Stoke Writes Off Millions of Unpaid Council Tax, Again

I read in today’s Sentinel that Stoke-on-Trent City Council has decided to write off another £6 million in unpaid council tax. This comes only a few months after an earlier decision to write off £7.5 million. The Council apparently claimed that the debts could not be recovered owing to chargepayer death, bankruptcy or absconding. This seems too easy an excuse to me. It sends out a strong signal that they won’t try very hard to recover unpaid tax, and that they will easily give up and write it off.

If it’s true that some unpaid tax goes back twenty years, then it’s clearly never got to grips with the problem. Having worked in Council Tax while I was with the Council, I know the collection rate has long been poor. This is not to criticise the hard working staff, the blame lies squarely with poor management, especially in recent years. This problem will only get worse with the abolition of Council Tax Benefit this month: people who previously didn’t pay anything will now have to pay one third of the charge. If the Council already can’t collect what it’s supposed to, how will it manage in future? Or will these multi-million pound write-offs be a regular feature from now on?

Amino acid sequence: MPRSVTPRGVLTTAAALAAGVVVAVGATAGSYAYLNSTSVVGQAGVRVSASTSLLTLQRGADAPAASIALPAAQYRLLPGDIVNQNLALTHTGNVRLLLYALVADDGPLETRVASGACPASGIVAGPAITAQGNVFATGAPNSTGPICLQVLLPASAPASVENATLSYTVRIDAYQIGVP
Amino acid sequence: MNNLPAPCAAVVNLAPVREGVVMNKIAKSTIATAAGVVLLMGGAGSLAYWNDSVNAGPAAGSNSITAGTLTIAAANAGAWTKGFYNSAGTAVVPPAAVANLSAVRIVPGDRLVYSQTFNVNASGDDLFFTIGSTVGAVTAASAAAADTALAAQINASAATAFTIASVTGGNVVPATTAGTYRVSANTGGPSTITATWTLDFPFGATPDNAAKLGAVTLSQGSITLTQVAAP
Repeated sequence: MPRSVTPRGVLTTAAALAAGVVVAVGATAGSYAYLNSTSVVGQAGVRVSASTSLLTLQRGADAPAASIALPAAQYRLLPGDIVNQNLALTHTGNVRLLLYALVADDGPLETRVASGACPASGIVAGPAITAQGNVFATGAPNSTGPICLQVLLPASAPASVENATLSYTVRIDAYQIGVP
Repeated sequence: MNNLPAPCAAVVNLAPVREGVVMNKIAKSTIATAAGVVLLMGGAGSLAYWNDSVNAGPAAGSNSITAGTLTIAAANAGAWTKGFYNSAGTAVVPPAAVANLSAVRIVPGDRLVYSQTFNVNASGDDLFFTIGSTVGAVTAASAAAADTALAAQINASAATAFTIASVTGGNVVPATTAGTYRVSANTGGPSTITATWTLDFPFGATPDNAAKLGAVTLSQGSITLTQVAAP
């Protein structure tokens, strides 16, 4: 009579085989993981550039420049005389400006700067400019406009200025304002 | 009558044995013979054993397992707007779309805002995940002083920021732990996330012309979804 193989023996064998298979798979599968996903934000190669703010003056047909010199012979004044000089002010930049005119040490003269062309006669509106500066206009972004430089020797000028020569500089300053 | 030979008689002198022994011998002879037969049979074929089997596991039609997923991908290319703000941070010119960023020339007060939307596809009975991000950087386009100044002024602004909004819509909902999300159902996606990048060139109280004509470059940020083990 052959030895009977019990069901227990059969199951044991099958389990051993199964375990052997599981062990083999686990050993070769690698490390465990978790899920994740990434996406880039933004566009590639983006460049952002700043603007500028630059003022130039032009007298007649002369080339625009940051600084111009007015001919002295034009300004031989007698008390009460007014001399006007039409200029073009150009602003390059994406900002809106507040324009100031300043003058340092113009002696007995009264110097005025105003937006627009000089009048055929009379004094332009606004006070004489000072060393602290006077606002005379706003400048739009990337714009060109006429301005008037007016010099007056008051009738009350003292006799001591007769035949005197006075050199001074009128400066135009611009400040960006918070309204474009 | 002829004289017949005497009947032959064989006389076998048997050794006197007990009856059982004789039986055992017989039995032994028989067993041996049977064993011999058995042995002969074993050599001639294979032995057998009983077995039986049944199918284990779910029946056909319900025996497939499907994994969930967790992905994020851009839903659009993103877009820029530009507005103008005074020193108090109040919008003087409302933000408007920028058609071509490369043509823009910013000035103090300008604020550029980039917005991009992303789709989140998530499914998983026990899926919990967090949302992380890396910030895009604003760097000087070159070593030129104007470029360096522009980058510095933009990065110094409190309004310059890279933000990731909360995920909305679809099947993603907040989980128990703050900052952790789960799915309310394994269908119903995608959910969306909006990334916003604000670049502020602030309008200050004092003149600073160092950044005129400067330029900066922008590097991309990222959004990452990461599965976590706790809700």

Instead of wasting huge amounts of money on endless restructures, obscene senior salaries and vanity projects like the business district, perhaps the Council should concentrate on collecting more of the money that is owed to it. A lot more. Each write off is money that could have been spent on services and that could have eased some of the cuts. I appreciate that many people struggle to pay the charge, but there are many who can pay, but don’t. One unfortunate legacy of the poll tax fiasco was that a culture of “can’t pay won’t pay” grew up, and it has now firmly taken root. By consistently writing off such large amounts, the Council is nourishing this culture when it should be attempting to kill it off.

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